Optimists have promoted the notion that Egypt will show how to make the necessary transition from military rule to democracy. Pessimists, on the contrary, have been warning that the Muslim Brothers have enough popular appeal to set up an Islamic dictatorship.
Parliamentary elections have already given the Muslim Brothers and other Islamic extremists a majority. The hope was that presidential elections would provide checks and balances, however imperfect. Some of the candidates occupied the middle ground; either they had supported the military but not too much, or they were Islamists but not too extreme. All failed. Mohammed Morsi, the Muslim Brothers candidate, and Ahmed Shafiq, a former general from the inner ruling circle, were virtually equal with a quarter of the vote each. The runoff between them in mid-June will decide what kind of a country Egypt is going to be.
The ideological incompatibility between the two final candidates is not open to compromise. For 30 years Hosni Mubarak was an arbitrary ruler imposing a stultifying hand on his country, but under him, politics were at least stable and predictable. The revolution his misrule did so much to foster has wrecked the economy, blighted tourism, and led to such widespread crime that the police no longer try to contain it. There are frightening uncertainties of the kind that carry seeds of violence. The electoral process offers flimsy protection.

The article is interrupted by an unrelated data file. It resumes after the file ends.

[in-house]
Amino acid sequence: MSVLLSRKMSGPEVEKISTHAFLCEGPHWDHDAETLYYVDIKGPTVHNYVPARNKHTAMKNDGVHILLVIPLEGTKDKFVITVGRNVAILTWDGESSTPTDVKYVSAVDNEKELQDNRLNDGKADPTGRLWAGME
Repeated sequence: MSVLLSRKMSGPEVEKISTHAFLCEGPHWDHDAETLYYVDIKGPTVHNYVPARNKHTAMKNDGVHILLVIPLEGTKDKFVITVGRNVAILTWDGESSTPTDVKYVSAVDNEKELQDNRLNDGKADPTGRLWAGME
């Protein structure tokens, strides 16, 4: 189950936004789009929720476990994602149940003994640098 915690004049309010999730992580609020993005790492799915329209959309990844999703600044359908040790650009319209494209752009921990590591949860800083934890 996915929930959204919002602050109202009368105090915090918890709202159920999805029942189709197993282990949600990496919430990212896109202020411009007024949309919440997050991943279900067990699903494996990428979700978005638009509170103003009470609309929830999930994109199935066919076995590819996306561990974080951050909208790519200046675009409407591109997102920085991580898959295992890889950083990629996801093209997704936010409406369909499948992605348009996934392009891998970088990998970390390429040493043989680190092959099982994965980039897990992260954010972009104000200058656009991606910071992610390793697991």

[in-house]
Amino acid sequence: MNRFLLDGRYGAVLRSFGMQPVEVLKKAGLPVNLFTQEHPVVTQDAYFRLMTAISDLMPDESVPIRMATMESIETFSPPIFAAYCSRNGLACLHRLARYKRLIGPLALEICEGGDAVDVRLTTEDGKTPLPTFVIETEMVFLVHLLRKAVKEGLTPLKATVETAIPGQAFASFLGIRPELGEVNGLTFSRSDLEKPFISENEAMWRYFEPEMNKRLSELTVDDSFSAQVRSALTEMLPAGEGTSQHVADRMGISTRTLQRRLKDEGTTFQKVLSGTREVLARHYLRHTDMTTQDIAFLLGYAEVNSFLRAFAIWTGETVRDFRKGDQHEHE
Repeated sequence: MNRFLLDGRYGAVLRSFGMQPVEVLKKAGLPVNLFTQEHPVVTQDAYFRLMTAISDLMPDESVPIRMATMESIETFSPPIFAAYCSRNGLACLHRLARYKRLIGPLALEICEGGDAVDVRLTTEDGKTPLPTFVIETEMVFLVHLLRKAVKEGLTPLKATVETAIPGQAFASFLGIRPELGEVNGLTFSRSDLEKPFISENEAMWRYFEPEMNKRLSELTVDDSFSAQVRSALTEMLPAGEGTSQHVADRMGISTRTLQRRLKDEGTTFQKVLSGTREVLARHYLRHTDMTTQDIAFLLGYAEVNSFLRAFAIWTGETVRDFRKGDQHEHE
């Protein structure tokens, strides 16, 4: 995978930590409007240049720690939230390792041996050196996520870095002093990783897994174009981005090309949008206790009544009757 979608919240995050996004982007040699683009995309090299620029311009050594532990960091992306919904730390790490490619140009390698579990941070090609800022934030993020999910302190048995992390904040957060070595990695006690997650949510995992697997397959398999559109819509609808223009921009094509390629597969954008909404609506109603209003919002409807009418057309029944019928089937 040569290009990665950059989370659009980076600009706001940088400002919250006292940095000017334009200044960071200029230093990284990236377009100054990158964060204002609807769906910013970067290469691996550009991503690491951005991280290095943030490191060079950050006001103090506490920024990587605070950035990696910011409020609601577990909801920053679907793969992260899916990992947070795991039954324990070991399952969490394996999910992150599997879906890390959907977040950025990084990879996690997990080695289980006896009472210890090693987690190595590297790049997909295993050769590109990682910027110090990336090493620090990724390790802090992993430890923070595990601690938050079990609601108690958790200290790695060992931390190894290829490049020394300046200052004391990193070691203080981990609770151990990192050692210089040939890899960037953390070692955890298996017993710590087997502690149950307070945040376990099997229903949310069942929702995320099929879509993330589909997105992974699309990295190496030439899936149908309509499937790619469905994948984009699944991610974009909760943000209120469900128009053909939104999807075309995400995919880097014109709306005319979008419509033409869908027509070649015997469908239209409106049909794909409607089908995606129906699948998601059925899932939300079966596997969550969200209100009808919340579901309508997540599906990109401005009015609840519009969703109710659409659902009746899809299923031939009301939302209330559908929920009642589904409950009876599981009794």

For the moment, both Morsi and Shafiq are trying to win the support of those who voted for candidates occupying the middle ground. The military can call out the tanks; the Muslim Brothers can call out the street. The latter have also been able to dominate a parliamentary committee set up to draft the new constitution. This committee has so far postponed its report.
The strange situation arises that Egypt is almost sure to choose a president before his powers have been defined. Conditions look ripe for an imminent test of strength. Optimists and pessimists are of one mind about that.